The Energy Department and its National Nuclear Security Administration, which maintains America’s nuclear stockpile, were targeted as part of a larger attack by suspected Russian hackers.
BY WILLIAM TURTON , MICHAEL RILEY , JENNIFER JACOBS , AND BLOOMBERG
December 17, 2020 5:30 PM EST
The Energy Department and its National Nuclear Security Administration, which maintains America’s nuclear stockpile, were targeted as part of a larger attack by suspected Russian hackers, according to a person familiar with the matter. The hack affected unclassified systems, the person added. The hack of the nuclear agency was first reported by Politico.
In addition, two people familiar with the ongoing investigation said three states were breached in the attack, though they wouldn’t identify the states. A third person familiar with the probe confirmed that states were hacked but didn’t provide a number.
In an advisory Thursday that signaled the widening alarm over the the breach, the Cybersecurity and Infrastructure Security Agency said the hackers posed a “grave risk” to federal, state and local governments, as well as critical infrastructure and the private sector. The agency said the attackers demonstrated “sophistication and complex tradecraft.”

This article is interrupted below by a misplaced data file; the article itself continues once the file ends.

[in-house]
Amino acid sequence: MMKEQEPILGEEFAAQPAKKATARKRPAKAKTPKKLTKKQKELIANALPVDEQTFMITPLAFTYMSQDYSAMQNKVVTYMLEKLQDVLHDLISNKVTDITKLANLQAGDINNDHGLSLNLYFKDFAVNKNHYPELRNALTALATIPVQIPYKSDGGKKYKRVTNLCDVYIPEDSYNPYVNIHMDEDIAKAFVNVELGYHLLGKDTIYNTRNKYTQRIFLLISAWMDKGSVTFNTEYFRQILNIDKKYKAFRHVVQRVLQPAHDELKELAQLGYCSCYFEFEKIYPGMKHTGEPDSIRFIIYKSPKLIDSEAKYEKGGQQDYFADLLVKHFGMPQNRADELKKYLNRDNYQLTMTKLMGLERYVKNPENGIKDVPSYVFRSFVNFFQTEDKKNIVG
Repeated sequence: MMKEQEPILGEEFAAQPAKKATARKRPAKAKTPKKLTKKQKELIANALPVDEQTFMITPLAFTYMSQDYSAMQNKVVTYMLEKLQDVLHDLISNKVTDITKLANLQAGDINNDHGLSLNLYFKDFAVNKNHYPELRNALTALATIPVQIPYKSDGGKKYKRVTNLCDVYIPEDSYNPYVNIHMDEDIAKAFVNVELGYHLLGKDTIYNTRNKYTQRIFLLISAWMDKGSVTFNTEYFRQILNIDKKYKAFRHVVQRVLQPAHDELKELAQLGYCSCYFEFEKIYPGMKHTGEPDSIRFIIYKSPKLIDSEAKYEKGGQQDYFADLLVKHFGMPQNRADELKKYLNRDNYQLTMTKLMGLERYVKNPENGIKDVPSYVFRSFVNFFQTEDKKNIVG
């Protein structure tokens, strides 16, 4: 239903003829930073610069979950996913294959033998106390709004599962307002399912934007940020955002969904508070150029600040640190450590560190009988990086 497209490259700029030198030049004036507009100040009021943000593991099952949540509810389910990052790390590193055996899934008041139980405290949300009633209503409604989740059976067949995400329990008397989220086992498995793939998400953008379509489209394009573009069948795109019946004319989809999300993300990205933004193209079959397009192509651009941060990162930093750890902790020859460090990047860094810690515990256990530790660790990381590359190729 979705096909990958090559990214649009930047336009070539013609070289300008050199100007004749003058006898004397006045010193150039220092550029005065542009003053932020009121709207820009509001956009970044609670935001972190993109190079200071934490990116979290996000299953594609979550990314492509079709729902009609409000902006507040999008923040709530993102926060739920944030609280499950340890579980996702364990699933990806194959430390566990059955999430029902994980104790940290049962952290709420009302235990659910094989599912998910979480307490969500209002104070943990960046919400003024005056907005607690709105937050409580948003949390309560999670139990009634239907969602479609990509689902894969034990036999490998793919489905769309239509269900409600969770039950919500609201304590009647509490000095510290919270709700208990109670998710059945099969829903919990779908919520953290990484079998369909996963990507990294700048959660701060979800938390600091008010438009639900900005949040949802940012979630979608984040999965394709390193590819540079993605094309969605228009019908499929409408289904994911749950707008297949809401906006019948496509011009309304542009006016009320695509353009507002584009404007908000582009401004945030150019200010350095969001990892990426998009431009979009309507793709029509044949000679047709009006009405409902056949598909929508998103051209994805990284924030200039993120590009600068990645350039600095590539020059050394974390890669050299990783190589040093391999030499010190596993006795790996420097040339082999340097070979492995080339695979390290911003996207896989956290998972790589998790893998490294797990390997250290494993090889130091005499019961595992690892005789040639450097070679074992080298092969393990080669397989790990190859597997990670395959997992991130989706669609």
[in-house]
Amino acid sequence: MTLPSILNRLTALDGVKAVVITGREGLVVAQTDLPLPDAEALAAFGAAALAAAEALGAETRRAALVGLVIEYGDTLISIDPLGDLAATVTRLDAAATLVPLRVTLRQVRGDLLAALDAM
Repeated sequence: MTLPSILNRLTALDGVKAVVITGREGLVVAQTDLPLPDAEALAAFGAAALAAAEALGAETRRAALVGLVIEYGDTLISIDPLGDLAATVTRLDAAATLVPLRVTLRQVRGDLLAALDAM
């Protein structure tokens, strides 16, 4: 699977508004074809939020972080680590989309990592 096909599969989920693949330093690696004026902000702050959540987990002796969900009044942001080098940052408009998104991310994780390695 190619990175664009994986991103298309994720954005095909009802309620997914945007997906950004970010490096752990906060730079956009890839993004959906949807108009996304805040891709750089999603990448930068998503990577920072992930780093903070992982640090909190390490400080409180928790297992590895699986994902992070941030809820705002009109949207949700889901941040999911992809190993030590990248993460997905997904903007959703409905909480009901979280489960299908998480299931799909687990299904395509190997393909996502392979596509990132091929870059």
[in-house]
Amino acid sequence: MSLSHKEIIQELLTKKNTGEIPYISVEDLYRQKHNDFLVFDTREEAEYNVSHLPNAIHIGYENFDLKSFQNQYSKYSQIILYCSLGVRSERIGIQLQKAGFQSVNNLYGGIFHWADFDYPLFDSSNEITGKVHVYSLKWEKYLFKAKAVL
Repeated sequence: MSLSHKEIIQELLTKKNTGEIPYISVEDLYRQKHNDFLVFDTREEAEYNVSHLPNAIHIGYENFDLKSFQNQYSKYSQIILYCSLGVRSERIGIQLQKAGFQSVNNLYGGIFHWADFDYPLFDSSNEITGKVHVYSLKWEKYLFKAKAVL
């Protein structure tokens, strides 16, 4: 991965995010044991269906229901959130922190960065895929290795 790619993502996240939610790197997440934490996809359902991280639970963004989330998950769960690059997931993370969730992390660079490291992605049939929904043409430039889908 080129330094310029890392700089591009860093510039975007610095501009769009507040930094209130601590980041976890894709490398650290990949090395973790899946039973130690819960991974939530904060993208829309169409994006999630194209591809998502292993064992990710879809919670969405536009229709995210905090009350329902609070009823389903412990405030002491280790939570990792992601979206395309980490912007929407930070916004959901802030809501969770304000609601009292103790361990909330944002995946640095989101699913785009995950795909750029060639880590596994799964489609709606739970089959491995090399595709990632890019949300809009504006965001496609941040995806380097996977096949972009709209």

While President Donald Trump has yet to publicly address the hack, President-elect Joe Biden issued a statement Thursday on “what appears to be a massive cybersecurity breach affecting potentially thousands of victims, including U.S. companies and federal government entities.”
“I want to be clear: My administration will make cybersecurity a top priority at every level of government — and we will make dealing with this breach a top priority from the moment we take office,” Biden said, pledging to impose “substantial costs on those responsible for such malicious attacks.”
Russia has denied any involvement in the hack.
Although many details are still unclear, the hackers are believed to have gained access to networks by installing malicious code in a widely used software program from SolarWinds, whose customers include government agencies and Fortune 500 companies, according to the company and cybersecurity experts. The departments of Homeland Security, Treasury, Commerce and State were breached, according to a person familiar with the matter.
“This is a patient, well-resourced, and focused adversary that has sustained long duration activity on victim networks,” CISA said in its bulletin.